KNOCK KNOCK REVIEW

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Knock, knock? Who’s there? One of the worst films of the year. That’s what.

So what’s it about? A pair of femme fatales (Lorenza Izzo and Ana de Armas) wreak havoc on the life of a happily married man (Keanu Reeves).

Woah, this was horrific. For all the wrong reasons. At 99 minutes, this film felt considerably longer. I’ve always had a love/hate relationship with Roth’s work. At his best, the backpacking travel terror flick Hostel. At his worst, Hostel 2 . . . Or Cabin Fever. Well, I’ve found a new one to add to his worst list.

The opening was painfully slow. I was prepared to let the tension build before the alluring ladies made their introduction. BUT we were subjected to mindless vomit inducing cliched family chatter.

I thought writer/director Eli Roth made the opening as a joke. The exchanges were so corny. After 15 minutes, I was praying for that knock on the door as Reeves chased after kids with cake all over his gob, calling himself the ‘Cake Monster’. Cringe.

When the ladies finally made their appearance, it didn’t really didn’t pick up. A knock at the door. Some unbelievable excuse about a mix up with addresses and the femme fatales were in.

For another 20 minutes, we had to endure Reeves playing an awkward game of musical chairs as the girls flirted and shared “seductive” stories that he ate up. Because hey, why would strangers lie? “Valiantly” turning down their advances and re-iterating that he is a happily married man.

It was just so slow, uninteresting and unsettling. And not even in the creepy sense. It felt like a badly done porno. The vintage music. The awful pick up lines. The bad interior decor. An eclectic collection of trippy looking items. Reeves trying to woo the ladies with his old record player because . . . Well, would you look at that? He used to be a DJ.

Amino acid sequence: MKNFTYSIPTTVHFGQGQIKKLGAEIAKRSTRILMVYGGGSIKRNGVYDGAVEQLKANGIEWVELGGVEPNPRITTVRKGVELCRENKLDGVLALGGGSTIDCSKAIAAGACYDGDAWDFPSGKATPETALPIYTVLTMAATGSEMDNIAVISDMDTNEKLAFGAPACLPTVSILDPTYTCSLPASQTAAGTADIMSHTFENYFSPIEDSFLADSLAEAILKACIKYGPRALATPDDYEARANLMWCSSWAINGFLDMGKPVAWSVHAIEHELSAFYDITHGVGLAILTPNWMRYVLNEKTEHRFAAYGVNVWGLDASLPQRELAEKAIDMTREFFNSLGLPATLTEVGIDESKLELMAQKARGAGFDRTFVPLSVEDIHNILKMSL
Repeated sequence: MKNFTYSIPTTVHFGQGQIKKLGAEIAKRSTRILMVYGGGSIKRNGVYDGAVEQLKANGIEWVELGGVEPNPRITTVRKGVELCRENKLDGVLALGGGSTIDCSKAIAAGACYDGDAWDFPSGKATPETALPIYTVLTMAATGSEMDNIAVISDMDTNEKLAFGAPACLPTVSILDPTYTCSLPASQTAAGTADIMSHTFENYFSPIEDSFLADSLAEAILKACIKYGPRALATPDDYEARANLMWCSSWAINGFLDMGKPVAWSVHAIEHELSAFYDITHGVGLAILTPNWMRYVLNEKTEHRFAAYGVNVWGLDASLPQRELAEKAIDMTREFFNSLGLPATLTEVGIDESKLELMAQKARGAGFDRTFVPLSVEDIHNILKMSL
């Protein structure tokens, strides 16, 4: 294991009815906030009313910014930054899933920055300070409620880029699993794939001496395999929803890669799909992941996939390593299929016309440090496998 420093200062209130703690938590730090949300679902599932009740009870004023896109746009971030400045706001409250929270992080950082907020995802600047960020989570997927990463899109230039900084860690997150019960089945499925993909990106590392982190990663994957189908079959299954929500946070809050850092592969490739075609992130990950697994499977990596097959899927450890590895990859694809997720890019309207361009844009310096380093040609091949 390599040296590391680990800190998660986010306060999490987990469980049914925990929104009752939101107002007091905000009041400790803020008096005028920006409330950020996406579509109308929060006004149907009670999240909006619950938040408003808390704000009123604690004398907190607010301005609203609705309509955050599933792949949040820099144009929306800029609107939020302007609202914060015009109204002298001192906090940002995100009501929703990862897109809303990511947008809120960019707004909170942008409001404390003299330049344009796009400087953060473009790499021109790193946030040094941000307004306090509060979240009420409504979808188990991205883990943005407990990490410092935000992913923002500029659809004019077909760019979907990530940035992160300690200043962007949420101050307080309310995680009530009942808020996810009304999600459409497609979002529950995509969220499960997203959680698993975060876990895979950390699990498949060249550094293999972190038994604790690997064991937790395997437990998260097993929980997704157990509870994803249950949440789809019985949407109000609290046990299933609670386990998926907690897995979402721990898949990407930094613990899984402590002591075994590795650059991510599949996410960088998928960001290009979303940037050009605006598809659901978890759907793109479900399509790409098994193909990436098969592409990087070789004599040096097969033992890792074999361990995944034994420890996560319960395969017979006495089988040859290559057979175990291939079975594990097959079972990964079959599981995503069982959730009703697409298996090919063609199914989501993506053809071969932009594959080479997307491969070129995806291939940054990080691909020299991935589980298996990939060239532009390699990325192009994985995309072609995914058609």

All within 45 minutes of waiting for a taxi cab? Really? Things must have been getting desperate as we had to listen to some rubbish from Reeves about drying the moisture out of a damp iPhone with a bowl of rice? Come on.

When the deed finally happened, I thought “Here we go” (No, not like that). The games will begin. Oh no. If anything Izzo and Armas were really annoying. Acting like spoiled high school kids. Throwing pancakes at the wall and messing up the kitchen while refusing to leave.

Childish and even more boring. When things finally took a darker turn and their real motives finally revealed, there was only a slight improvement.

Armas wearing Reeves’ daughter’s school uniform while riding him and barking like a dog made for bizarre viewing. I’m sure Knock Knock was supposed to be a sexy horror. A cross between Misery with Funny Games with a splash of Hard Candy. Well, that was what I was hoping for.

BUT oh no! This was worse than one of Roth’s intentionally bad B-movie grindhouse flicks. There was no suspense and no tension as Reeves’ character spend the rest of the film effing and jeffing while being strapped to a chair.

His character was so stupid and his endless commentary on what the two girls were doing was highly comical. “You’re going to kill me? You ARE going to kill ME?! You came to my house”. Oh, Keanu. How the mighty have fallen!

He just didn’t even try to make an effort to escape. And when he finally mustered the brain cells to try, the girls caught him easily. One particular highlight being in one of the only tense moments in the film; Reeves looks set to break free . . .  Only to trip over something. Face palm.

What sucked was that this was probably one of Keanu’s most liveliest performances in the last decade. He really went for it. It’s a shame that it came off a whole lot laughable than it should have.

Izzo (Roth’s wife. Funny that) and Armas played the parts as well as they could but it felt like something out of Scary Movie than anything else. Misery had suspense and tension. An atmosphere hanging off every scene. And that was with two people.